The Search Engine Marketing minefield

The Search Engine Marketing minefield: where does PPC fit in?

Any marketing specialist worth their salt will tell you that it’s a more complex discipline than most people realise. Even before the internet age, achieving healthy returns across a range of mediums – display, classified, print, broadcast, sponsored PR, direct marketing – was a tricky business. But rapid online evolution – in particular, the rise of the search engine – has upped the ante considerably.

With challenges, though, come new opportunities, and so SEM (Search Engine Marketing) is an important consideration for any marketing campaign. But it’s not a straightforward landscape to navigate.

Where is the balance between organic long-tail content strategies and paid campaigns?

How do you cut through inconceivable amounts of noise to get your business noticed?

And, with search engines frequently changing their parameters - often without warning - how can you future proof your website to ensure you’re staying competitive in the SERPS (Search Engine Results Pages)?

Getting it right takes care, thought and hard work. Perhaps more importantly - getting it wrong can be a costly business that risks harsh ranking penalties and a mess that might take years to clean up. So, where to start when it comes to planning your SEM route? One of the most important areas to understand is the difference between paid and organic SEM – and the valid, but sometimes limited, role of pay per click (PPC) channels in beefing up your rankings, traffic and conversions.


Where does PPC fit into an SEM strategy?

Generally speaking, SEM refers to marketing strategies that prioritise paid or sponsored channels. Whereas organic content strategies are about developing content that Google will assess and index over long periods of time (get more on that in our article on why longtail content is important).

In terms of paid SEM, strategies can basically be broken down into three areas: PPC campaigns (Google Ads), native advertising (Outbrain, Taboola) and sponsored links (often as part of a paid deal with a third-party website).

More on sponsored links in a moment (newsflash: they’re not as great a solution as they may first sound).

First, let’s zoom in on the most obvious options and what you should consider before you get started.


Google Ads: it’s not as simple as it seems

The most obvious PPC channel is Google Ads. Make no mistake, though, you’re paying to play, not to win. That’s because you’re not guaranteed a specific result. What you’re buying is the right to bid on – not dictate – ad placement, frequency, targeting and all the rest of it. So, your competitors will always exert an influence on how and where your ads end up in comparison to theirs.  This is one of the main reasons why Google Ads get more expensive every year.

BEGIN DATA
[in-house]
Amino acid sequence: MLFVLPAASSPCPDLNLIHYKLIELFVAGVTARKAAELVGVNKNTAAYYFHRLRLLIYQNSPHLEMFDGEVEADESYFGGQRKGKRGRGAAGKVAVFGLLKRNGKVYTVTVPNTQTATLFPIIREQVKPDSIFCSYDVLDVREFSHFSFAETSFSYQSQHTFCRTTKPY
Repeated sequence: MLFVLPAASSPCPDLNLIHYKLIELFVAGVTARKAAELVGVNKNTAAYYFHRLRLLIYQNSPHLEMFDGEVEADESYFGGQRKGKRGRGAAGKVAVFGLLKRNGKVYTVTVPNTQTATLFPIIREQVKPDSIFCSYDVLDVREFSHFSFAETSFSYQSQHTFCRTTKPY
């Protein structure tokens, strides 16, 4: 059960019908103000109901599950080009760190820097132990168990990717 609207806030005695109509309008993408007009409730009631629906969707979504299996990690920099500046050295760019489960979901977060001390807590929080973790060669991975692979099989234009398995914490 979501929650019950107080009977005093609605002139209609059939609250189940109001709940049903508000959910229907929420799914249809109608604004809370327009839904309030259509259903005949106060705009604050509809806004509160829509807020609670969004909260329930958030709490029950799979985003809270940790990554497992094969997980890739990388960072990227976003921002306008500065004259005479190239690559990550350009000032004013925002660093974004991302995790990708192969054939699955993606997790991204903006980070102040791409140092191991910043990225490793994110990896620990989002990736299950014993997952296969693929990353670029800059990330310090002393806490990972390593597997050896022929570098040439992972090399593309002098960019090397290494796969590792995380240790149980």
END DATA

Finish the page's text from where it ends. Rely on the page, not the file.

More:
If you’re competing against those with heftier budgets, higher rankings or more accurately targeted messaging, your chances of coverage reduce. Plus, many people don’t realise that the quality of your website – in hundreds of different ways – will influence where and how Google chooses to deploy your budget.  But never before have businesses had an opportunity to know with such clarity, the desires of the potential customer.  With PPC on search engines, the customer literally types in what they want into the search engine.  Mens jeans, electric guitar, laptop with 4GB RAM, are all examples that businesses can specify that they wish to enter into the auction to bid for that potential customer’s interest

Used intelligently and with realistic expectations, PPC ads can be an amazingly powerful tool. But the objectives and reach need to be clear. And many business waste millions a year in potential revenue because their ads are not configured correctly.  Make no mistake, Google and the other search engines have made fortunes because advertisers are badly informed and often run ads campaigns that waste a lot of money and provide very poor returns.

Google Ads for example, is a great way to boost targeted promotions, product and service launches, and specific sections of your website. It is, however, finite. Your investment will only ever generate a return for as long as you keep that investment running. The moment you pull the campaign, the momentum is lost.

That’s exactly where the importance of organic content comes in. It’s that content that Google indexes over the long term. So, if your site is packed with well written, relevant and authoritative content, that will continue to benefit you even if advertising budgets suddenly dip.

We’ve seen this in action with many of our clients during the Covid 19 shutdown. Their attention to content over years – not months – is what has protected their rankings during a time when marketing budgets have been suddenly and severely reigned back.